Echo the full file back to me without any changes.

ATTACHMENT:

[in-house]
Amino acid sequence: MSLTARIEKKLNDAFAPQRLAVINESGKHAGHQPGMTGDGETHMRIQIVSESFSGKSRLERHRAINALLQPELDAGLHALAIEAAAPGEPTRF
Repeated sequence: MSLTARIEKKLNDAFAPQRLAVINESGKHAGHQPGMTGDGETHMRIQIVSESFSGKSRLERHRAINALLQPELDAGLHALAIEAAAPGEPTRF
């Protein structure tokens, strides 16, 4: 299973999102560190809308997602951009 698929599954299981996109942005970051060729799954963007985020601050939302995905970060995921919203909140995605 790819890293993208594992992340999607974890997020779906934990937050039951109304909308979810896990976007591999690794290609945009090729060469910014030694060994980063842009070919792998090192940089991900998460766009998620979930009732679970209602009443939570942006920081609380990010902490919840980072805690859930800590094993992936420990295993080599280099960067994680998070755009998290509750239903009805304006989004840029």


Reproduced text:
[in-house]
Amino acid sequence: MSLTARIEKKLNDAFAPQRLAVINESGKHAGHQPGMTGDGETHMRIQIVSESFSGKSRLERHRAINALLQPELDAGLHALAIEAAAPGEPTRF
Repeated sequence: MSLTARIEKKLNDAFAPQRLAVINESGKHAGHQPGMTGDGETHMRIQIVSESFSGKSRLERHRAINALLQPELDAGLHALAIEAAAPGEPTRF
């Protein structure tokens, strides 16, 4: 299973999102560190809308997602951009 698929599954299981996109942005970051060729799954963007985020601050939302995905970060995921919203909140995605 790819890293993208594992992340999607974890997020779906934990937050039951109304909308979810896990976007591999690794290609945009090729060469910014030694060994980063842009070919792998090192940089991900998460766009998620979930009732679970209602009443939570942006920081609380990010902490919840980072805690859930800590094993992936420990295993080599280099960067994680998070755009998290509750239903009805304006989004840029």